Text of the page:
Jun 6, 2011, 8:46 AM EDT
In the New York Times today is a story about Dr. Anthony Galea, the Canadian doctor who has been under indictment and who is suspected of giving professional athletes PEDs. You’ll recall that, among several others such as Tiger Woods, Jose Reyes and Carlos Beltran, Alex Rodriguez received treatment by Dr. Galea and has been the subject of interest from the feds about it.
A-Rod, like those other athletes, has been questioned by federal authorities. Like everyone else, there has yet to be any public suggestion that A-Rod is in any kind of trouble over it. Today’s story also notes that Major League Baseball still has zero information about it all that the general public doesn’t have because, as is appropriate, the feds aren’t sharing the information with Major League Baseball with respect to their ongoing investigation.
Yet, despite this, the whole story is couched in terms of “Major League Baseball really wants to know about A-Rod,” and about how he could get in trouble if they find that he was given PEDs. Makes me wonder why this story — which provides little if any new information whatsoever — is appearing today.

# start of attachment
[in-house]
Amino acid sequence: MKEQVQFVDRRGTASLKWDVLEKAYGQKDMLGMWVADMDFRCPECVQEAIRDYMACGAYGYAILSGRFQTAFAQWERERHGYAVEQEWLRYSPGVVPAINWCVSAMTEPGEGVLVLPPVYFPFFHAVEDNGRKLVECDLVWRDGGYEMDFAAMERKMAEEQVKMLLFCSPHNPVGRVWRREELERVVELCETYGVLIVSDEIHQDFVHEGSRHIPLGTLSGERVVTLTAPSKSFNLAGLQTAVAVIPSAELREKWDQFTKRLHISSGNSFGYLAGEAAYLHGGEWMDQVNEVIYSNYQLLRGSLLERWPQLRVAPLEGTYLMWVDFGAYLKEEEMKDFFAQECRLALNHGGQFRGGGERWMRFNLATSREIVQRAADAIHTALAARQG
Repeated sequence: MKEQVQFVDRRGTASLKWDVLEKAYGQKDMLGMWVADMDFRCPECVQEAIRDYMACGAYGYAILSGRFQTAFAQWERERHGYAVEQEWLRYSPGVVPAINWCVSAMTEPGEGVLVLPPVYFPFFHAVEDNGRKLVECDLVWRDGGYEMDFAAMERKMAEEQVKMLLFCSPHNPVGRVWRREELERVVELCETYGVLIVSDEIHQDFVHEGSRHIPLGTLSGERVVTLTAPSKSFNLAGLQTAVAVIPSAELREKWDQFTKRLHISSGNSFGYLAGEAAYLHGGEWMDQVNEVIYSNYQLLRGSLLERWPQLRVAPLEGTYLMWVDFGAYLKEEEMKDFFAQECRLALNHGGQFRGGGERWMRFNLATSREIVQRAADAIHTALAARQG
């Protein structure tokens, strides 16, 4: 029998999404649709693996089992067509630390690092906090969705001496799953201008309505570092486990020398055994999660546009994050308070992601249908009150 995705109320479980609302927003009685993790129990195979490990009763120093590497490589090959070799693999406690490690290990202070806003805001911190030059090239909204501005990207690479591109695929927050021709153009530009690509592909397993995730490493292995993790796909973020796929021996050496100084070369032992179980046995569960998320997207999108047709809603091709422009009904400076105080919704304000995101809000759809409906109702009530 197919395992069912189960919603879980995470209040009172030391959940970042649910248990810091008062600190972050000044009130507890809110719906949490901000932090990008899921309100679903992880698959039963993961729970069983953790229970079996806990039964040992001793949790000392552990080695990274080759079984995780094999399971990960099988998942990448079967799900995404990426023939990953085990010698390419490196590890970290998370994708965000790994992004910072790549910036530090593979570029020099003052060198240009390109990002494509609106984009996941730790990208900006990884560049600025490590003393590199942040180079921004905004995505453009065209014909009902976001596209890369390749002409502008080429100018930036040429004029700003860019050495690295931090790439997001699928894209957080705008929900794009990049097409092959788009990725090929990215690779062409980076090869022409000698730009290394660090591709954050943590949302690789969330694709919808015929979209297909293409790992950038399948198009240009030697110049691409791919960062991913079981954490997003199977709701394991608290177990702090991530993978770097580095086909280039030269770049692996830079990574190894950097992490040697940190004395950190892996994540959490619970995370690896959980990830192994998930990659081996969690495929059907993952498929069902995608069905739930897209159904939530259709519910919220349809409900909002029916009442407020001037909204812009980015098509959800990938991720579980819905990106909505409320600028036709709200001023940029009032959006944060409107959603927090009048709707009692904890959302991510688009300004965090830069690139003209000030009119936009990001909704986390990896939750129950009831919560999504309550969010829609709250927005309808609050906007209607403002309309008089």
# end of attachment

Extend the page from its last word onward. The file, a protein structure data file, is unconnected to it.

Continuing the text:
In the past, it has seemed pretty clear to me that PEDs stories in the Times are sourced by someone in the Commissioner’s office at Major League Baseball, and that the Times serves as a nice little window into MLB’s thinking. The thinking right now: “Waaaa! The U.S. Attorney’s Office up in Buffalo won’t tell us what’s going on, so we want to make some noise about it so that public pressure can be exerted.”
Here’s a novel idea: let the feds do their job. If any damning information comes of it, I’m sure someone will say so eventually.
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